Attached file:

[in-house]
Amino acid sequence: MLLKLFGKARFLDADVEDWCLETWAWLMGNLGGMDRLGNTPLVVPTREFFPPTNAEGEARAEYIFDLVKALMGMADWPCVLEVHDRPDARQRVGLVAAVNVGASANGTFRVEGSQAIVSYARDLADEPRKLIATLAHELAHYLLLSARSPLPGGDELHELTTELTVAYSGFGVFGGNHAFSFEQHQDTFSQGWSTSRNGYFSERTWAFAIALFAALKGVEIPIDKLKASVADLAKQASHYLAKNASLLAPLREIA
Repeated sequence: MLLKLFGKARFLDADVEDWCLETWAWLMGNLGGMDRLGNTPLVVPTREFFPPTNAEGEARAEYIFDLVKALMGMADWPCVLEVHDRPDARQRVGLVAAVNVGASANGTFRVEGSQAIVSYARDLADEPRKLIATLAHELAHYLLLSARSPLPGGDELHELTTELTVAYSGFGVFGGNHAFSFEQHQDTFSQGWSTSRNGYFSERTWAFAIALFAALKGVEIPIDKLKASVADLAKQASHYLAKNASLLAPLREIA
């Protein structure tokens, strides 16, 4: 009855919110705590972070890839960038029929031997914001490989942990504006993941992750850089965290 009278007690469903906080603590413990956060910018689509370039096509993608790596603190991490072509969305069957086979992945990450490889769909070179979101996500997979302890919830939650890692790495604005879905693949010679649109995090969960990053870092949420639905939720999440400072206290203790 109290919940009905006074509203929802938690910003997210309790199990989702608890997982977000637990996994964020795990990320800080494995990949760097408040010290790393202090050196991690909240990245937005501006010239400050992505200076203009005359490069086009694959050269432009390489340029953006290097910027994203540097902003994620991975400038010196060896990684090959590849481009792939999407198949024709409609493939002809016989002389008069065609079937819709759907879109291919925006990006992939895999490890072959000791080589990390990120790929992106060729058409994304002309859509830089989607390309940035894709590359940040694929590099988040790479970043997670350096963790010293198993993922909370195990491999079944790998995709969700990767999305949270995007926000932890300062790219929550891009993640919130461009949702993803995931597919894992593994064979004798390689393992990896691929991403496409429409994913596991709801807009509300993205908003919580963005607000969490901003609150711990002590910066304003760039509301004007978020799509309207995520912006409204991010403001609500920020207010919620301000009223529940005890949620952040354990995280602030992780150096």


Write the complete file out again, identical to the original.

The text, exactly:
[in-house]
Amino acid sequence: MLLKLFGKARFLDADVEDWCLETWAWLMGNLGGMDRLGNTPLVVPTREFFPPTNAEGEARAEYIFDLVKALMGMADWPCVLEVHDRPDARQRVGLVAAVNVGASANGTFRVEGSQAIVSYARDLADEPRKLIATLAHELAHYLLLSARSPLPGGDELHELTTELTVAYSGFGVFGGNHAFSFEQHQDTFSQGWSTSRNGYFSERTWAFAIALFAALKGVEIPIDKLKASVADLAKQASHYLAKNASLLAPLREIA
Repeated sequence: MLLKLFGKARFLDADVEDWCLETWAWLMGNLGGMDRLGNTPLVVPTREFFPPTNAEGEARAEYIFDLVKALMGMADWPCVLEVHDRPDARQRVGLVAAVNVGASANGTFRVEGSQAIVSYARDLADEPRKLIATLAHELAHYLLLSARSPLPGGDELHELTTELTVAYSGFGVFGGNHAFSFEQHQDTFSQGWSTSRNGYFSERTWAFAIALFAALKGVEIPIDKLKASVADLAKQASHYLAKNASLLAPLREIA
């Protein structure tokens, strides 16, 4: 009855919110705590972070890839960038029929031997914001490989942990504006993941992750850089965290 009278007690469903906080603590413990956060910018689509370039096509993608790596603190991490072509969305069957086979992945990450490889769909070179979101996500997979302890919830939650890692790495604005879905693949010679649109995090969960990053870092949420639905939720999440400072206290203790 109290919940009905006074509203929802938690910003997210309790199990989702608890997982977000637990996994964020795990990320800080494995990949760097408040010290790393202090050196991690909240990245937005501006010239400050992505200076203009005359490069086009694959050269432009390489340029953006290097910027994203540097902003994620991975400038010196060896990684090959590849481009792939999407198949024709409609493939002809016989002389008069065609079937819709759907879109291919925006990006992939895999490890072959000791080589990390990120790929992106060729058409994304002309859509830089989607390309940035894709590359940040694929590099988040790479970043997670350096963790010293198993993922909370195990491999079944790998995709969700990767999305949270995007926000932890300062790219929550891009993640919130461009949702993803995931597919894992593994064979004798390689393992990896691929991403496409429409994913596991709801807009509300993205908003919580963005607000969490901003609150711990002590910066304003760039509301004007978020799509309207995520912006409204991010403001609500920020207010919620301000009223529940005890949620952040354990995280602030992780150096």